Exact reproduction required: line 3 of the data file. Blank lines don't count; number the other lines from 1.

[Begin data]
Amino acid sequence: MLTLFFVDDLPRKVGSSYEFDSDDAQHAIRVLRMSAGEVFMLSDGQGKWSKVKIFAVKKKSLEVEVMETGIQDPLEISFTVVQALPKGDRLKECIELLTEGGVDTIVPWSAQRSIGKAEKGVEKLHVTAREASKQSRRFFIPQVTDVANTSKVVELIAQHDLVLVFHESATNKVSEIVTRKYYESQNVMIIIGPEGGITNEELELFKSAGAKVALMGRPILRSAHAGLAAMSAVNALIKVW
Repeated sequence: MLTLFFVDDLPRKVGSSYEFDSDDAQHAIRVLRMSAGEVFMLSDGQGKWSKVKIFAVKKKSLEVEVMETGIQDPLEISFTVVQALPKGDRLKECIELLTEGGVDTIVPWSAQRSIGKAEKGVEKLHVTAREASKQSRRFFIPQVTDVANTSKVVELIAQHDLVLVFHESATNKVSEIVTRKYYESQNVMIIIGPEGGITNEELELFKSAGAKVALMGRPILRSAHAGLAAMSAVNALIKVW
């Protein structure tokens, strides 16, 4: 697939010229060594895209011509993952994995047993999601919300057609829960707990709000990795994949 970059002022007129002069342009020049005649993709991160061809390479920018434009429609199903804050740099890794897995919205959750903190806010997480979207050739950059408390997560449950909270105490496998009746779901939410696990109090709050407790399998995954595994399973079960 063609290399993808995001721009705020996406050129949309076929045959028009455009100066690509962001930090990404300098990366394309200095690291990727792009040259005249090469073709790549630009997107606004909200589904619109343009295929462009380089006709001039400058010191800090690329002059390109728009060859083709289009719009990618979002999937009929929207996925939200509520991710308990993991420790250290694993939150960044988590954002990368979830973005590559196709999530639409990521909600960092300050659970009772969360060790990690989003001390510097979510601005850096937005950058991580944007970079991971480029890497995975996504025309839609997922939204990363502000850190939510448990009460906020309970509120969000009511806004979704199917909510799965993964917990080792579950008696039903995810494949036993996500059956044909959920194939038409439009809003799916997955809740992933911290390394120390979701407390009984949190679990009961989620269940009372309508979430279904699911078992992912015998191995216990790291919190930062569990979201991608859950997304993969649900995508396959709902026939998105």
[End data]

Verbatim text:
């Protein structure tokens, strides 16, 4: 697939010229060594895209011509993952994995047993999601919300057609829960707990709000990795994949 970059002022007129002069342009020049005649993709991160061809390479920018434009429609199903804050740099890794897995919205959750903190806010997480979207050739950059408390997560449950909270105490496998009746779901939410696990109090709050407790399998995954595994399973079960 063609290399993808995001721009705020996406050129949309076929045959028009455009100066690509962001930090990404300098990366394309200095690291990727792009040259005249090469073709790549630009997107606004909200589904619109343009295929462009380089006709001039400058010191800090690329002059390109728009060859083709289009719009990618979002999937009929929207996925939200509520991710308990993991420790250290694993939150960044988590954002990368979830973005590559196709999530639409990521909600960092300050659970009772969360060790990690989003001390510097979510601005850096937005950058991580944007970079991971480029890497995975996504025309839609997922939204990363502000850190939510448990009460906020309970509120969000009511806004979704199917909510799965993964917990080792579950008696039903995810494949036993996500059956044909959920194939038409439009809003799916997955809740992933911290390394120390979701407390009984949190679990009961989620269940009372309508979430279904699911078992992912015998191995216990790291919190930062569990979201991608859950997304993969649900995508396959709902026939998105």